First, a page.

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Satchmo At Symphony Hall (Original Jazz Sound)
 
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Satchmo At Symphony Hall (Original Jazz Sound)

12 Sept. 2011 | Format: MP3

£1.89 (VAT included if applicable)
Song Title
Time
Popularity  
30
1
7:04
30
2
6:43
30
3
3:26
30
4
4:43
30
5
3:26
30
6
6:21
30
7
5:05
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Product details

  • Original Release Date: 12 Sept. 2011
  • Release Date: 12 Sept. 2011
  • Label: Original Jazz Sound
  • Copyright: 2011 Tsk Music
  • Total Length: 36:48
  • Genres:
  • ASIN: B005JZ4JE4
  • Average Customer Review: 5.0 out of 5 stars 2 customer reviews
  • Amazon Bestsellers Rank: 121,057 in Albums (See Top 100 in Albums)

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Top Customer Reviews

Format: Audio CD
At the end of the 1940s, the large formations of jazz are scarce. Louis Armstrong as others leave aside his grand Orchestra and with producer Ernie Anderson, he set up a small group that will (re)play in the tradition of New Orleans. "Louis Armstrong and the All stars" will be a great success. Several of their concerts have been recorded which it remained in the annals of jazz. Sunday, November 30, 1947 in the evening at Symphony Hall in Boston the crowd jostling. Louis is surrounded by some 'stars' but without its dimension are accomplished musicians. The Orchestra is composed, in addition to Louis Armstrong (1901-1971), Barney Bigard (1906-1980) for clarinet; his accomplice Jack Teagarden (1905-1984) on trombone; drummer Big Sid Catlett (1910-1951) too soon gone; young bassist Arvell Shaw (1923-2002) and pianist, less known, Dick Carry (1916-1994); also Velma Middleton (1917-1961) for a song. A concert that breath away with covers of music from the 1920s and 1930s; the interpretation of the first song "Mahogamy hall Stomps" sets the tone of the album. Louis does not monopolize the microphone, on the contrary it leaves its partners speak at length. Great moments like the introduction of 2 minutes on "Body and Soul" by Barney Bigard; It is of great beauty and a great moment of clarinet; then Barney changed tempo and follow 1 mn 30 where he inflamed before continuing supported by the entire group. Each piece has its highlights as Jack Teagarden on "Lover". A "Muskrat Ramble" very Louisiana, just like a little later in the 'High Society' concert. A "Tea for two" very dancing. A Sid Catlett impressive pace and humor on "Steak Face" and finally on 'Boff Boff'. Louis solos are a real pleasure. A concert we want to listen barely finished. The sound reproduction is satisfactory for a live recording of that time. The album was digitally remastered in 1996 by Decca.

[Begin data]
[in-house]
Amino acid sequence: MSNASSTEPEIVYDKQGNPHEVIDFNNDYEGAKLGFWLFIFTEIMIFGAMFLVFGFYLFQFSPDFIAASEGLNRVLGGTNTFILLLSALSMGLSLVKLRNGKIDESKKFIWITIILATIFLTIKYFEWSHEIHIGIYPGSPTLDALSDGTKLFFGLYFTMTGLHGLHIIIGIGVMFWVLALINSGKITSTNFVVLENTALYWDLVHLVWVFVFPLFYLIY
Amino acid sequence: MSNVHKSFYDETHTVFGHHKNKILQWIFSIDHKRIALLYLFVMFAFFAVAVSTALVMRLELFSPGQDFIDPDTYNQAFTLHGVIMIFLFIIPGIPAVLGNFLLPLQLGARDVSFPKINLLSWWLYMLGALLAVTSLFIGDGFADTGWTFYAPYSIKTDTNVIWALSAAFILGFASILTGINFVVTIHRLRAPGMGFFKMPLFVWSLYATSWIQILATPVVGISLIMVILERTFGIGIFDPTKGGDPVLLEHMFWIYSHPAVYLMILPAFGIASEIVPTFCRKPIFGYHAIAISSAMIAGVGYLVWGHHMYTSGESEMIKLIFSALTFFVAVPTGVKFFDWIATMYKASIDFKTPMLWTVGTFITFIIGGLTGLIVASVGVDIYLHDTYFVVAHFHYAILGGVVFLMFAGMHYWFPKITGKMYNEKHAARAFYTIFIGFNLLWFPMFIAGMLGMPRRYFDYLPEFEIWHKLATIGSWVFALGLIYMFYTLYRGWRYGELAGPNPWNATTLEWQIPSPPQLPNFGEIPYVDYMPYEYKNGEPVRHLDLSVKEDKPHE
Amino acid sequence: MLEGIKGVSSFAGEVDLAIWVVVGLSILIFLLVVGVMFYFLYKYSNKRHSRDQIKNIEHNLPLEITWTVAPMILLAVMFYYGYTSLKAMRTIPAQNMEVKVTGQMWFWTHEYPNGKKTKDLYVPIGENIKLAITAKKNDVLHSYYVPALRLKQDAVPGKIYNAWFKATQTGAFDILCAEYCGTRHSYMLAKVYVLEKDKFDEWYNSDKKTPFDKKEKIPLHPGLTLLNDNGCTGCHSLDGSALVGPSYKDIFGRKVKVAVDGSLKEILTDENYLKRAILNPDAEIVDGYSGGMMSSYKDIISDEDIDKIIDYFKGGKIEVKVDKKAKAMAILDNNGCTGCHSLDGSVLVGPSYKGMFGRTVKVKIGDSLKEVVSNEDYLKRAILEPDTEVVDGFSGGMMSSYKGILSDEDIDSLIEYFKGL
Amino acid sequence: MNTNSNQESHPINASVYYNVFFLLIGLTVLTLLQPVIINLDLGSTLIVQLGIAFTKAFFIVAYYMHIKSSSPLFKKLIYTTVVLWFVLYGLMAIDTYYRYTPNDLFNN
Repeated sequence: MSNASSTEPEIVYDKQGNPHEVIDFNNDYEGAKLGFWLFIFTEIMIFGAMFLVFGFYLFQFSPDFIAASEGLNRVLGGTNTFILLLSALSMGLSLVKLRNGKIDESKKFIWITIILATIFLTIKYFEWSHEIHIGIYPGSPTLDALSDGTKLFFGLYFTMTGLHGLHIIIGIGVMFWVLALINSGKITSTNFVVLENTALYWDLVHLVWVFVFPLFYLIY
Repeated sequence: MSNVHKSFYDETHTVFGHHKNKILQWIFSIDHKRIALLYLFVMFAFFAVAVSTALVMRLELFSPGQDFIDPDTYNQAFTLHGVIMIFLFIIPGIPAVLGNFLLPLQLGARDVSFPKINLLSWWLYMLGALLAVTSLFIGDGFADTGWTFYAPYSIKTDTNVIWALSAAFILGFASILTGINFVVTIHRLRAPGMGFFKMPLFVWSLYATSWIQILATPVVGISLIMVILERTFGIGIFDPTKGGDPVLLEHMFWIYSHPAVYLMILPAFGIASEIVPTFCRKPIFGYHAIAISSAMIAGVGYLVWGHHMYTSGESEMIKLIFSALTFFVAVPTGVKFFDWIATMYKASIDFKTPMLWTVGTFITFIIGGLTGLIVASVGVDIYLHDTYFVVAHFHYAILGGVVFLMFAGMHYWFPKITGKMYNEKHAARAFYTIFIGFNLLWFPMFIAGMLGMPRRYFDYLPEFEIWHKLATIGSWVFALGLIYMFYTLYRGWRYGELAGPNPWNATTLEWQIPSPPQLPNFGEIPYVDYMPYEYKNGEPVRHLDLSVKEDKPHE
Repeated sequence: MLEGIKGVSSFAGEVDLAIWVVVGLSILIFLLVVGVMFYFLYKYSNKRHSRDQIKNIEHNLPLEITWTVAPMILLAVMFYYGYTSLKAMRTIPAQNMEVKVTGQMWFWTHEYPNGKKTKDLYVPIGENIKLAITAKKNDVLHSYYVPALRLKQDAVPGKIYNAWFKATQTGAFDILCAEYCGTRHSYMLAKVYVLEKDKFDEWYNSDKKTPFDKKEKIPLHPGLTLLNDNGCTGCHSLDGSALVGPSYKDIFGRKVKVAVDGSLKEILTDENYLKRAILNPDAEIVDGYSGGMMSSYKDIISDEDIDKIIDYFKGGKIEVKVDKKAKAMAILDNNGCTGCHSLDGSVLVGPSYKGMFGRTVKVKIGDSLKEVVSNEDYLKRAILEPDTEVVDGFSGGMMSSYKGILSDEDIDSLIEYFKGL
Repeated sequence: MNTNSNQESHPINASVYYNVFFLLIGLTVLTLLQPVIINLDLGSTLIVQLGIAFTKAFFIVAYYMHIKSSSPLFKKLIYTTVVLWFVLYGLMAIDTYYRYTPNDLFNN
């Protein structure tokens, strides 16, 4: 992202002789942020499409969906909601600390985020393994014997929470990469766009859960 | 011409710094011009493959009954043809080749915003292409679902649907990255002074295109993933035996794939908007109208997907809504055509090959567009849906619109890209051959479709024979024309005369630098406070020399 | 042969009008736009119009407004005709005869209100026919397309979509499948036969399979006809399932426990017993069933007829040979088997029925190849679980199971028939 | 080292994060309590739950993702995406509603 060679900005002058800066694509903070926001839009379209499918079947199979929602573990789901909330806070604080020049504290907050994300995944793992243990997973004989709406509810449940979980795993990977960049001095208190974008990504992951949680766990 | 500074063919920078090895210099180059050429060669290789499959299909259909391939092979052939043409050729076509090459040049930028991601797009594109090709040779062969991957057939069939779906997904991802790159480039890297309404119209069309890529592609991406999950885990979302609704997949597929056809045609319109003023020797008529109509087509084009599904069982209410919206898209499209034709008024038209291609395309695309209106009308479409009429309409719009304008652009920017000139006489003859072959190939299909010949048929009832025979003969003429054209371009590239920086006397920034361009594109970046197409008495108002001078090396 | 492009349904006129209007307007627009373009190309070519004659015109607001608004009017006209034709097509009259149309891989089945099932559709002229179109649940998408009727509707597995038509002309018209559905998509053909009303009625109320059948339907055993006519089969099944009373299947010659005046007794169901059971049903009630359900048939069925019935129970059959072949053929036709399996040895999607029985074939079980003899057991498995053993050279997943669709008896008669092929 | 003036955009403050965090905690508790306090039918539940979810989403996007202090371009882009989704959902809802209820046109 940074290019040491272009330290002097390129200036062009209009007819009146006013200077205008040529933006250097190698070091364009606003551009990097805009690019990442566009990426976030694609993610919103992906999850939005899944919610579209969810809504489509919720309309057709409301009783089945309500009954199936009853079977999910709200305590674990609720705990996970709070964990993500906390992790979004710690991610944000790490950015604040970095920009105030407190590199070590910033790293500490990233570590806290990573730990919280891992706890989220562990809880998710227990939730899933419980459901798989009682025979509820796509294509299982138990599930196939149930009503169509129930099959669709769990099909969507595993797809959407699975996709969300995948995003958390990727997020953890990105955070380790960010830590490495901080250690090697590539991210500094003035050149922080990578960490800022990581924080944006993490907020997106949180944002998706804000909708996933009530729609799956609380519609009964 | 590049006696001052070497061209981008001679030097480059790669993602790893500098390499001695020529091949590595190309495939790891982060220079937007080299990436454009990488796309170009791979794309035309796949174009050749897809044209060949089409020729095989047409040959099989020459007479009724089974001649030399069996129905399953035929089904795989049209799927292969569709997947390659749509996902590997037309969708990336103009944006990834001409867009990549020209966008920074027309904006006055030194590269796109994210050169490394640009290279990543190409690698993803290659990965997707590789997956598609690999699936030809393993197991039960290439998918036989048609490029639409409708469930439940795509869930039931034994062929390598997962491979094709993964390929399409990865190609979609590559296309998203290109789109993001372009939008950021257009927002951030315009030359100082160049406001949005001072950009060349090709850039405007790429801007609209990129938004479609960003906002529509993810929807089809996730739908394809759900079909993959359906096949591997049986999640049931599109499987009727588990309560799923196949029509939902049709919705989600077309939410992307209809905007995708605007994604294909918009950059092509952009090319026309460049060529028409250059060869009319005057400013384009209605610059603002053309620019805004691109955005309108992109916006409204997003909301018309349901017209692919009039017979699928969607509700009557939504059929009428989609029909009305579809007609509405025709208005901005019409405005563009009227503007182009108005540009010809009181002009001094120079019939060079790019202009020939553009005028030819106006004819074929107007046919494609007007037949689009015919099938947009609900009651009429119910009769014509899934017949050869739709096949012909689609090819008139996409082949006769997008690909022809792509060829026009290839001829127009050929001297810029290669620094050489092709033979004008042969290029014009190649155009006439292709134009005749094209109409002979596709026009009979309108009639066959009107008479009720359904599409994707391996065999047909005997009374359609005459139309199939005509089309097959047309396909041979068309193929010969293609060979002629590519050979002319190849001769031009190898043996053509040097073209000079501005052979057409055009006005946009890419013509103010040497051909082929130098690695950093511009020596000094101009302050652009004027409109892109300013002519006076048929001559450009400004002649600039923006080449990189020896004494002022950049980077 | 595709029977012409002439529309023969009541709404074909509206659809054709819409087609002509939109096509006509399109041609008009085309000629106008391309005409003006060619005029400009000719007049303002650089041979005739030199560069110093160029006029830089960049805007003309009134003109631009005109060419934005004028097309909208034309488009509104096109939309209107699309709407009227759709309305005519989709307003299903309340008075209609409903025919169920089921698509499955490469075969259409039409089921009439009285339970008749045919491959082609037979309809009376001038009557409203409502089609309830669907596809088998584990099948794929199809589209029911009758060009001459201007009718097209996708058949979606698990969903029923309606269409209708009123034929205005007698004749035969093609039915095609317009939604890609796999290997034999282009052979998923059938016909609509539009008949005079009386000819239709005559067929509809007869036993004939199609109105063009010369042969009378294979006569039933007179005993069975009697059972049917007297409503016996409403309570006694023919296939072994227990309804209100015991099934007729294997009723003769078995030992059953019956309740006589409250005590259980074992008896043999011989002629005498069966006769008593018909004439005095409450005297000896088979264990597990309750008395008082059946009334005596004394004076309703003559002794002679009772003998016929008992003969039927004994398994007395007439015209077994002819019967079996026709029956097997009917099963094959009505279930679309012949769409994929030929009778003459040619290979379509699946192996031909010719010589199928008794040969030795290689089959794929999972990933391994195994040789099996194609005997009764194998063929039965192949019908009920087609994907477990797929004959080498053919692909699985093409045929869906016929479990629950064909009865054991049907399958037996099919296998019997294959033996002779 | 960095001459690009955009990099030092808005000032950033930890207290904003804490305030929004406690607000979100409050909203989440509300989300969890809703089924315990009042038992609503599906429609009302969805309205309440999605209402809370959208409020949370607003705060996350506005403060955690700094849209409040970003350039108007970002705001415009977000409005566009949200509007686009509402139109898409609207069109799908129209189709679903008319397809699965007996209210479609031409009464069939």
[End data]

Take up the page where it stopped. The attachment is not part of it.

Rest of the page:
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Format: Audio CD
I first heard 'Sunny Side of the Street' from this album on the radio. It inspired me to buy the CD and find that this was one gem surrounded by more. A fantastic album to introduce one to the endless talents of Armstrong, Barney Bigard and Jack Teagarden.
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